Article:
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Evolving Risks in Global Food Supply

Evolving Risks in Global Food Supply

Duncan Swift & Lloyd's of London

The farming of crops and livestock is more than 12,000 years old, but it is only over the past 200 years that the food supply chain has evolved into the form we see today. Accounting for more than $8 trillion of global GDP and a critical element of all countries’ infrastructure, the collective importance of food supply chains around the world is unrivalled.

Across the globe, there are four phases of food supply chain development: from local producers using local markets and direct selling through to the sophisticated mix of online sales and traditional retail in most developed economies today. Given the complexity, inter-dependency and competition, it is now widely recognised that the food supply chain is not so much a chain, as a complex network of producers, processors and retailers. This complexity is amplified by the pre-processing of raw ingredients, which are used for second stage processing.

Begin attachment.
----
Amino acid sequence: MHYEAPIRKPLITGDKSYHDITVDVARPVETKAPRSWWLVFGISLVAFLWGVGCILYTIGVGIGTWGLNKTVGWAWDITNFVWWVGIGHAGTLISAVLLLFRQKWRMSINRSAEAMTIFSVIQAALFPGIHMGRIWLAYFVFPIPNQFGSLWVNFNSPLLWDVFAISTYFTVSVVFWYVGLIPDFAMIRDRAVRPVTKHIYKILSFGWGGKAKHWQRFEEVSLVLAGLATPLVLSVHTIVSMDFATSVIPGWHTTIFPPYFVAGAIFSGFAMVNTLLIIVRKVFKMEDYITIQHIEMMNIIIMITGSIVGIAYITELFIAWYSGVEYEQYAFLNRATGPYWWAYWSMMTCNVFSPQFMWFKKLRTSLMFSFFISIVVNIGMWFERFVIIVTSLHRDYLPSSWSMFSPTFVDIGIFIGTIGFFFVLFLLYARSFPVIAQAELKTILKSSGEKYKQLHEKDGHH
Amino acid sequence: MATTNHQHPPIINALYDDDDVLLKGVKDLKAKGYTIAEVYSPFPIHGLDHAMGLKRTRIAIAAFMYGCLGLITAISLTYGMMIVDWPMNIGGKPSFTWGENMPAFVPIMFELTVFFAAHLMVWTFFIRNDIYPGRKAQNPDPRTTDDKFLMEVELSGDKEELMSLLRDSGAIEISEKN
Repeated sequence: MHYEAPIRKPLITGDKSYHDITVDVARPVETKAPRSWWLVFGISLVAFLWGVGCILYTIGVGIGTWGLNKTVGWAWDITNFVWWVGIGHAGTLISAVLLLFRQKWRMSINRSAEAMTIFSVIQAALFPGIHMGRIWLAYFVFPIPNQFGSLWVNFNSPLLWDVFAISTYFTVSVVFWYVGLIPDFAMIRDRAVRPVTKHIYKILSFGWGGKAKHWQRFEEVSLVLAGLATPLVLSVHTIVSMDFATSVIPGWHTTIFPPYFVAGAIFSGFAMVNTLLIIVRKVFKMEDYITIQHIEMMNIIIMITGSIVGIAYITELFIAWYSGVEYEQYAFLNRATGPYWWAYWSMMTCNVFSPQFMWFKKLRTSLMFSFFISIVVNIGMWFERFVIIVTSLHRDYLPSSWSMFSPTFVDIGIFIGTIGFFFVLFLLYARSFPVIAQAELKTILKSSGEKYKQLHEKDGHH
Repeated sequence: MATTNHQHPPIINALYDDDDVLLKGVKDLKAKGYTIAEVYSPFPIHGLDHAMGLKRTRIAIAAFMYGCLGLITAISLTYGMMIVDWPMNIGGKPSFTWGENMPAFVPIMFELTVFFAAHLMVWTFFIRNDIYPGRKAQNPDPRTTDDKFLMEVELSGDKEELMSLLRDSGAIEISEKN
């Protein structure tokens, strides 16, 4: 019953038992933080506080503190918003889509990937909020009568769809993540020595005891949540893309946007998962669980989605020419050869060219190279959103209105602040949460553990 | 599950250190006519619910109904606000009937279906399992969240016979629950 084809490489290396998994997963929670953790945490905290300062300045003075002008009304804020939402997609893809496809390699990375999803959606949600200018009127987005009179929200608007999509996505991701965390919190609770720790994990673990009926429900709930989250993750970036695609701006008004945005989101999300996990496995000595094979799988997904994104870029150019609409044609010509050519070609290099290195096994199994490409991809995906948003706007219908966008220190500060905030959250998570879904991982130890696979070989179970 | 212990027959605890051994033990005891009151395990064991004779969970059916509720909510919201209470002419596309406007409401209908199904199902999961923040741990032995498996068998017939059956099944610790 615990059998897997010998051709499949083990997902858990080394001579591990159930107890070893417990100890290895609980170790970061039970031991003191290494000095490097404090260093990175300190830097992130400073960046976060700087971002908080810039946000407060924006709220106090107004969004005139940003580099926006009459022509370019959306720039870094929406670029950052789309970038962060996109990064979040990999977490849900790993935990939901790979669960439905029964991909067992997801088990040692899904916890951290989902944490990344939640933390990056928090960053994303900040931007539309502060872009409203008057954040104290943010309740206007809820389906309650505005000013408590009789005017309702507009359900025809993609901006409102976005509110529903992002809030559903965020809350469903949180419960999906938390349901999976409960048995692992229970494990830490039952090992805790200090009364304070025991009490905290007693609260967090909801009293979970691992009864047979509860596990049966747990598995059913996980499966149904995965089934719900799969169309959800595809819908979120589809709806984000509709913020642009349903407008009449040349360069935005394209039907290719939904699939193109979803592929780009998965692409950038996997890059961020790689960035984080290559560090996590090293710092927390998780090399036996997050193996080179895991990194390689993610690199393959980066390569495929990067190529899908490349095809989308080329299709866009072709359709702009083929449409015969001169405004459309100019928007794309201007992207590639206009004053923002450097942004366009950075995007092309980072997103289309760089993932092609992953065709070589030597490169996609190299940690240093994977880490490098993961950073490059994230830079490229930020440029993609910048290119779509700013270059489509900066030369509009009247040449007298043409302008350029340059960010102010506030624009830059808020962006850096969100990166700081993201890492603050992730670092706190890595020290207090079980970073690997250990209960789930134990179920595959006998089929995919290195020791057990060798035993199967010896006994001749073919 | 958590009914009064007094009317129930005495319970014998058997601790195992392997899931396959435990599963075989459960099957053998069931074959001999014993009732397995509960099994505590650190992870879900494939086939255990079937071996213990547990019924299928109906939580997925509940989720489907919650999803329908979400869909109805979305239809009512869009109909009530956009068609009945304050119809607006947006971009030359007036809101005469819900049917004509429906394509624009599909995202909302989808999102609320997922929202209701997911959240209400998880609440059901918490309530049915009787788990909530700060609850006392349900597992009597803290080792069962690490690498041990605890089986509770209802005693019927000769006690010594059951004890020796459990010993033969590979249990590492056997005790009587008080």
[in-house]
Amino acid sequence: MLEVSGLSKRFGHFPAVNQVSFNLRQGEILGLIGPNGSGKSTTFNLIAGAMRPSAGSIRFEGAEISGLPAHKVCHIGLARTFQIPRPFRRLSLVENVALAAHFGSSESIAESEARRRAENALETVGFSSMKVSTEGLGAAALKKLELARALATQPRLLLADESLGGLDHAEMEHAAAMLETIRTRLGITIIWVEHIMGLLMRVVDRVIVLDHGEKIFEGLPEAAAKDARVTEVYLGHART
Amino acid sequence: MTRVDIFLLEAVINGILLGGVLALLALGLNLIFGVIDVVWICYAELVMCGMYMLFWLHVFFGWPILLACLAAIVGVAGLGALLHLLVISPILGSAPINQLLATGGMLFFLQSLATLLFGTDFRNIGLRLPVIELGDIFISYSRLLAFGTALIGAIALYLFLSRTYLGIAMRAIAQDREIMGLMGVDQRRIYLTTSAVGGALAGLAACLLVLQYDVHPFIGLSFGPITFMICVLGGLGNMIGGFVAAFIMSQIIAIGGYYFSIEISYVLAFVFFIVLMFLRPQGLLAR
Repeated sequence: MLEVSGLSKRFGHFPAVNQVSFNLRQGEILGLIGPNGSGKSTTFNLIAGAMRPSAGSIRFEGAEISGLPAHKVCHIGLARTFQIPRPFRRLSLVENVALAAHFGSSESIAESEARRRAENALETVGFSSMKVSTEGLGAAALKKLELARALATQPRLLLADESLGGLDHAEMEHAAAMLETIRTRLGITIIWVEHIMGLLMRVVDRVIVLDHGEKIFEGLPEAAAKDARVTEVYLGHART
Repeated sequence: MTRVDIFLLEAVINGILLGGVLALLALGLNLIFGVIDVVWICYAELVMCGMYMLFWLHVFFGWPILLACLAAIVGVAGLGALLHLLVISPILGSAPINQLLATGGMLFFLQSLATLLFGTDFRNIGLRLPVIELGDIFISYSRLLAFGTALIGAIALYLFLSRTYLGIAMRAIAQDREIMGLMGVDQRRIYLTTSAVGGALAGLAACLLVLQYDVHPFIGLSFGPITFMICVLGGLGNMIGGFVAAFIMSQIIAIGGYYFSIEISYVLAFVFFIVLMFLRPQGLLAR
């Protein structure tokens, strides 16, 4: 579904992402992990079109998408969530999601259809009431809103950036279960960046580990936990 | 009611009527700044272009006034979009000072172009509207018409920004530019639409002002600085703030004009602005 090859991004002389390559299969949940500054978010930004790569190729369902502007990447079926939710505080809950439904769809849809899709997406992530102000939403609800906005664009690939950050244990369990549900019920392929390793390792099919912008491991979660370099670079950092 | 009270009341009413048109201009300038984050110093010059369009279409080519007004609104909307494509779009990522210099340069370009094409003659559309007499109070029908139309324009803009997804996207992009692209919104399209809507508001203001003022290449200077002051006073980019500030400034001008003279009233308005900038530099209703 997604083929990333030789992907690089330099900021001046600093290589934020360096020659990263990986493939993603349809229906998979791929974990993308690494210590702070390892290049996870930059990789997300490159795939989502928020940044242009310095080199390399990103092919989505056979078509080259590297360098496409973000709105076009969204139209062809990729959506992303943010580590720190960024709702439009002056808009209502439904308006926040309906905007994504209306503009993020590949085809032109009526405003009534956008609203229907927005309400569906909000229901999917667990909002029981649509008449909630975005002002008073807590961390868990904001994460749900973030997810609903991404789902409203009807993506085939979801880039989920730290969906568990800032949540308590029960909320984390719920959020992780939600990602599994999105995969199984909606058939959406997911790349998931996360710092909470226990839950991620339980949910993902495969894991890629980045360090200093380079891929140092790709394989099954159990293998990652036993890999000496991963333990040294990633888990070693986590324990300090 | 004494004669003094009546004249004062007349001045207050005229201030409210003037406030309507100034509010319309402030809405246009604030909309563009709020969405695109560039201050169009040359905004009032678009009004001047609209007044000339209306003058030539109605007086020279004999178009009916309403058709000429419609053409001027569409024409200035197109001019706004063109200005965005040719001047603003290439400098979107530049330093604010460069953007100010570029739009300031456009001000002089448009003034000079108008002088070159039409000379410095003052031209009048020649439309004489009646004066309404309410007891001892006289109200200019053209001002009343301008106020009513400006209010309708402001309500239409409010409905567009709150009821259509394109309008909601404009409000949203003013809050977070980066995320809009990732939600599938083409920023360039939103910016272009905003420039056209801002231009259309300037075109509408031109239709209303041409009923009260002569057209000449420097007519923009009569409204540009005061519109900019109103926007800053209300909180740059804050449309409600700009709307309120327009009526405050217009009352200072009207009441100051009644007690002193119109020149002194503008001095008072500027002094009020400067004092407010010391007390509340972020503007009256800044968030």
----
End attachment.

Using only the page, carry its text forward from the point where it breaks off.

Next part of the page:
Within this complex and evolving network, there are many opportunities for the insurance industry to provide insurance products that support this globally connected infrastructure.

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